About this font family
To Rafaella, a menina dos cachos.
We, designers, have grown accustomed to seeing that lowercase letters—not only in calligraphy but also in typography (1)—may be very playful and decorative. Almost every part of them can become a potential swash, ligature or decorative accolade (2) if the designer has some expertise regarding this matter. More…
However, since we are living in an era that elevates the status of handcrafts, lettering has gained a lot of ground in different kinds of mediums, and with it there’s a sort of overuse of capitals. This may be due to the reason that lettering pieces need a high impact to convey their messages and many times why big capitals are the only solution.
With this in mind, I started Rafaella: A font consisting entirely of capitals which go from unadorned to very decorative.
Rafaella has ductus and forms vaguely based on the 1970s Bookman-like styled fonts. The presence and behaviour of serifs and ball terminals in this style were the perfect excuse to make really attractive aternates which the user can choose from the glyphs panel.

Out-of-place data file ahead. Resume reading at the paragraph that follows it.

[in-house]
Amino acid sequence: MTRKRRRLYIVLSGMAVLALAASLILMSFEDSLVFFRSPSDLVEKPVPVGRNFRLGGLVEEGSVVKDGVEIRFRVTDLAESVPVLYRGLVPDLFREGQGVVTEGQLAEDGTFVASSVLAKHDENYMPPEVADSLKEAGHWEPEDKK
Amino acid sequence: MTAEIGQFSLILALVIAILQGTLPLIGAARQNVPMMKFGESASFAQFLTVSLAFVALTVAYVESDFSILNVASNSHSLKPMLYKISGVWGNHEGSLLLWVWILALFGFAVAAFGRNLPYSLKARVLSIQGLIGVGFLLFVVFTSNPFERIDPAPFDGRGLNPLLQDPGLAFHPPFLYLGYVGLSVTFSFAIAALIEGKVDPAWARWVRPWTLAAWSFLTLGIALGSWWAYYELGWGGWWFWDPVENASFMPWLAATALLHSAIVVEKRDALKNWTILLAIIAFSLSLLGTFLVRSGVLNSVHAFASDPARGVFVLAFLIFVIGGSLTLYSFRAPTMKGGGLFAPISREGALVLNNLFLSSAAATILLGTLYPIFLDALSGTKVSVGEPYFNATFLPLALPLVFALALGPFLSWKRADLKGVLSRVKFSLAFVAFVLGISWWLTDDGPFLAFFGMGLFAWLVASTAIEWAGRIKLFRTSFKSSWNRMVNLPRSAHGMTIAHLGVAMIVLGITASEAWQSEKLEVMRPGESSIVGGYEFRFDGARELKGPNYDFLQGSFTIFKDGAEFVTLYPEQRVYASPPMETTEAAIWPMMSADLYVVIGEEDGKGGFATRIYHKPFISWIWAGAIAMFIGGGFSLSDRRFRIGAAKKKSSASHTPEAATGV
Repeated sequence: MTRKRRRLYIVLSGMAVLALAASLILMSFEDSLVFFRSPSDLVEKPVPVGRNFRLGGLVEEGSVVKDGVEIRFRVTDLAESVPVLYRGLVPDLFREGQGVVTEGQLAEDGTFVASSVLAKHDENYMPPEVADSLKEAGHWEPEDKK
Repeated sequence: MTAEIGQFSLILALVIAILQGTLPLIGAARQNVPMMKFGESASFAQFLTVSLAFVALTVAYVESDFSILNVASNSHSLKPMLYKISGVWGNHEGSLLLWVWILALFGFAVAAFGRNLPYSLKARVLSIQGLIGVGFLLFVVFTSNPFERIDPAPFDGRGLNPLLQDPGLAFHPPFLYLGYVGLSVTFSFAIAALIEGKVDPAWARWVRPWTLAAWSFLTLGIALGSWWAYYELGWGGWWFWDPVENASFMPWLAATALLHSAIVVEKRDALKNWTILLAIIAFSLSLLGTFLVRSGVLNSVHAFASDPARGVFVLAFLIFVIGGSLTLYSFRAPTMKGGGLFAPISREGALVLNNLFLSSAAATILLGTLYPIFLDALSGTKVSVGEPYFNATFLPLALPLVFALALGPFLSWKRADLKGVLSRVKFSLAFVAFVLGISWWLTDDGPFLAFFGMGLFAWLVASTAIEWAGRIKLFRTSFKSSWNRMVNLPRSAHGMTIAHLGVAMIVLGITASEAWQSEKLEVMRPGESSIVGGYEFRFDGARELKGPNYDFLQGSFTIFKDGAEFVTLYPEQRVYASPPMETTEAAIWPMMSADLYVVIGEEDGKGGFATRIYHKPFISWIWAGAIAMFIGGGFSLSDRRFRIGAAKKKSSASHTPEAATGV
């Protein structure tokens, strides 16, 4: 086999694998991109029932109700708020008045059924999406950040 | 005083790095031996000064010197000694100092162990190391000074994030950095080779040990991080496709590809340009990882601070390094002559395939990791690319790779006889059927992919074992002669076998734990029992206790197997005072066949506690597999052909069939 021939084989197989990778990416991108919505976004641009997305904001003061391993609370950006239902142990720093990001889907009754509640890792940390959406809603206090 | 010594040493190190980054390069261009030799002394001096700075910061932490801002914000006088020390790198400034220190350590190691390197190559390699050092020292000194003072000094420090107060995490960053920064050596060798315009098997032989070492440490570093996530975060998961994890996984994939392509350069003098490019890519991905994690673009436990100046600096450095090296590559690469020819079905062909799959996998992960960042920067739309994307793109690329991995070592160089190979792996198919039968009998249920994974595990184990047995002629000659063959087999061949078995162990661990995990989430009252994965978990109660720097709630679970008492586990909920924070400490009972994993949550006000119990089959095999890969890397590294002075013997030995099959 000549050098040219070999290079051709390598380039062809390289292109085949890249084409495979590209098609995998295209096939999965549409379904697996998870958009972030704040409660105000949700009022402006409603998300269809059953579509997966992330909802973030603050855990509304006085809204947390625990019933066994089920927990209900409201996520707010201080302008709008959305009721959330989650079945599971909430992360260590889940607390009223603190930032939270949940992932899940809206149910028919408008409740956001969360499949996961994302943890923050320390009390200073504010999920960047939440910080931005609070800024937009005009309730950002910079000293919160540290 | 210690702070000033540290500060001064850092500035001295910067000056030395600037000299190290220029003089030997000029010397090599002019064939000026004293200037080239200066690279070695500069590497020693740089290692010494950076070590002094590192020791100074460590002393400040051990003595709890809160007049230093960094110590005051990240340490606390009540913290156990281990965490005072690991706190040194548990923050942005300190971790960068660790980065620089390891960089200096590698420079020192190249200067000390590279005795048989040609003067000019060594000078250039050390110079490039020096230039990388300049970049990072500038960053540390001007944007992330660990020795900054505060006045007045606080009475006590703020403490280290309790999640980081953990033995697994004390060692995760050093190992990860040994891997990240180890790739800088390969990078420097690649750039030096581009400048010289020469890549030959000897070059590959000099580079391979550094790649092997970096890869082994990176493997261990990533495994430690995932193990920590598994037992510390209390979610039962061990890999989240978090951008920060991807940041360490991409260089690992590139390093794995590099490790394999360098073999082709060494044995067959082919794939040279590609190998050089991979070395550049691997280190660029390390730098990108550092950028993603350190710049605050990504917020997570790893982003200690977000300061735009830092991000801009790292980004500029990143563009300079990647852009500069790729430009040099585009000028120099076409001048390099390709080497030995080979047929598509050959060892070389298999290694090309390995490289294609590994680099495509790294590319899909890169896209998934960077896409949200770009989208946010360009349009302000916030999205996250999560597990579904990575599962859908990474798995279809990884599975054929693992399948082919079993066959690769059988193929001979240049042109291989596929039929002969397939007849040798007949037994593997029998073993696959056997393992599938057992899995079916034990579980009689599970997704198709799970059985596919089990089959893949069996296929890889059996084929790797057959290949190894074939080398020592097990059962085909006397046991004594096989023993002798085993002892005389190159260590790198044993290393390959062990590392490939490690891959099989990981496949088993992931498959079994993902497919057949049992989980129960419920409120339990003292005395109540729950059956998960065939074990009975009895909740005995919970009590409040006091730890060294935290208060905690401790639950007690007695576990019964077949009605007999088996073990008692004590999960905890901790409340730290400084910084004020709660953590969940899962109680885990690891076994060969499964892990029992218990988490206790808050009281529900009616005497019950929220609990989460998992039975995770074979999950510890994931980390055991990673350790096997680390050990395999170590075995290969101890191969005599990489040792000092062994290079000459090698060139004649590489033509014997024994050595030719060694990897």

The result is a font full of life. Able to be both very playful and formal due to its roman style which can be combined with (and between) a wide range of other styles of expressive scripts or geometric fonts with nice results (3).
Also try Rafaella Shade Solo combined with Rafaella or Rafaella Bold for a layer effect to emphasize any given word or phrase.
(2) Accolades is a wonderful word that refers to the ornaments made around the words in the spencerian style of calligraphy
(3) Combinations often seen in different pieces of lettering were usually a contrast of style is wanted.